60m56s-67m21s – ‘Free Tibet (Bless Dale Cooper)’ by Millad Khonsorkh
67m21s-69m58s – ‘Eat My Fear’ by Lino Negri
69m58s-72m52s – ‘Access’ by Marc Moyce

Challenge #5
Make a film about a human rights issue that does not feature any synchronization of image and sound.

73m01s-76m45s – ‘Surveillance’ by Mary Burnett
76m45s-81m56s – ‘Peri’ by Eve Dautremant-Tomas
81m65s-84m03s – ‘The Imperfect Human’ by Gabrielle Littlewood
84m03s-89m15s – ‘The Perfect Human’ by Louise Benedetto and Samuel Taylor

Challenge #6
Make a film about a political issue that consists of only a single take.

89m23s-92m12s – ‘Patriarchy in Porn’ by Zainab Nassir
92m12s-95m50s – ‘Alien’ by Sian Williams
95m50s-99m15s – ‘Toaster’ by Ewelina Lipska

Challenge #7
Make a film about multiculturalism using a smartphone, or which is silent and consists of only a single take.

99m23s-102m28s – ‘Girl Before a Mirror’ by Wajod Alkhamis and Pablo Saura
102m28s-109m20s – ‘Underground’ by Samuel Taylor
109m20s-111m20s – ‘Watts’ by Dasha Sevcenko
111m20s-113m52s – ‘Dilution’ by Myles Bevan

Challenge #8
Make a film that is a letter to a loved one and which consists either of found footage or which is an animation.

113m59s-116m54s – ‘Google Heart’ by Lola Lextrait
116m54s-119m59s – ‘Letter to a Loved One’ by Valerie Gonzalez
119m59s-122m26s – ‘The Façade’ by Tom Heffernan
122m26s-126m23s – ‘Dawn of the Third Challenge’ by Angela Faillace

Beg Steal Borrow is excited and proud to reveal the new poster for The New Hope.

Designed by the talented Angela Faillace, the poster shows leading characters Dennis and Hadrian silhouetted against two suns as their shadows are cast over an expanse of grass.

The poster draws its inspiration from Star Wars and in particular one of the posters for The Phantom Menace, in which a young Anakin Skywalker casts the shadow of Darth Vader, thus suggesting his shadowy destiny.

Here, however, the shadows that Dennis and Hadrian cast are, respectively, of Don Quixote and Sancho Panza as in the 1955 sketch that Pablo Picasso created of the two characters for Les lettres françaises.

Blending Star Wars with Don Quixote, then, the poster conveys the key themes of the film, which is an adaptation of the first part of Miguel de Cervantes’ great novel – although in this updating of Cervantes’ story, the main character believes he is not a knight errant, but a Jedi knight.

Finally, the grassy expanse conveys the way in which the film takes place mainly in London’s Hyde Park, itself a common ground that is free for anyone to visit.

The setting in this way ties in with the democratic aspirations of the film. Not only is it a movie about a man who wishes to be a Jedi knight (thus proving that we can be whoever we want to be), but so is the movie’s zero budget a bit like tilting at the windmill of the mainstream film industry.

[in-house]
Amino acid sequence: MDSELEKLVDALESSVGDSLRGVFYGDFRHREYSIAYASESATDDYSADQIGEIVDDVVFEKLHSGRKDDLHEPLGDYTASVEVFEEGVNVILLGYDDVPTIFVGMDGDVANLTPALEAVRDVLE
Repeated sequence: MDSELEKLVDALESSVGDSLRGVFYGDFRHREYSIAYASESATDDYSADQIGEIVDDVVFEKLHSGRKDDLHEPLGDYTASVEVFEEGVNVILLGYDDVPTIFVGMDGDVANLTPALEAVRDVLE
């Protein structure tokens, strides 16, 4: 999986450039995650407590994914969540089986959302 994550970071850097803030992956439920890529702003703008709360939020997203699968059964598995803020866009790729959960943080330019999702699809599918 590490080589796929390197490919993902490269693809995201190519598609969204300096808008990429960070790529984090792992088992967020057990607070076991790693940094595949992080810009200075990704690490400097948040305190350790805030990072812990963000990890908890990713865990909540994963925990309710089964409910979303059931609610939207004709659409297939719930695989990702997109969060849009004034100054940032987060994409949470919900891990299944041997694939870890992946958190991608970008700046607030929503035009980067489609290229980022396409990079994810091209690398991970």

If one charges with enough conviction, though, maybe one can give hope to people, by showing that one does not need expensive equipment and flashy CGI to make a film, but that there is equally magic in a park, a Boris bike, a scooter, a stick and a dustbin lid.

Designer Angela Faillace is currently a student at the University of Roehampton, London, where director William Brown also teaches. She also designed the poster for Selfie, her work having caught William’s eye through the posters she designs for the Roehampton Film Society, which she also runs. Angela also worked as a crew member for Beg Steal Borrow’s video of Extradition Order’s ‘Boy in Uniform’ and can be seen in a couple of shots in Selfie.

Designed by the talented Angela Faillace.

Designed by the talented Angela Faillace.

With the finishing touches being put to The New Hope, and with Selfie and Ur: The End of Civilization in 90 Tableaux slowly beginning to be submitted to select festivals (keep your eyes open for screenings!), Beg Steal Borrow Films has moved for the first time into the world of music video direction.

William Brown directed the video for Extradition Order’s new song, ‘Boy in Uniform’ in early December 2014. The video was edited over the Christmas period, and is now just awaiting grading and a confirmation of release date from the band’s label before becoming available shortly – online and in other places, no doubt.

The clip tells the story of the band playing an illegal concert that the police disrupt. However, the music is just too seductive for the coppers, who soon find themselves seduced into having fun, rather than doing their job!

Inspired by Banksy’s famous ‘Kissing Coppers’ mural, the video features performances from Beg Steal Borrow regular Dennis Chua and first-timer Ariel Pozuelo, while Tom Maine was as usual in charge of cinematography.

Beg Steal Borrow's video for Extradition Order's 'Boy in Unifirm' takes inspiration from Banksy's famous and controversial mural, Kissing Coppers.

Beg Steal Borrow’s video for Extradition Order’s ‘Boy in Unifirm’ takes inspiration from Banksy’s famous and controversial mural, Kissing Coppers.

Beg Steal Borrow newcomer Tony Yanick acted as assistant director, while the crew was made up of Angela Faillace, Bahareh Golchin, Sara Janahi and Dasha Sevcenko.

Friends of the band acted as party goers and crowd as shooting took place in Roehampton, London on 6 December 2014.

Extradition Order consists of lead singer Alastair Harper, bassist Nick Boardman, lead guitar Jez Walton, with Radhika Aggarwal on drums and Matt Bergin on keys. For the video, the band all wore costumes inspired by the Village People.

Extradition Order‘s new album, Kennedy, is due for release in early spring 2015.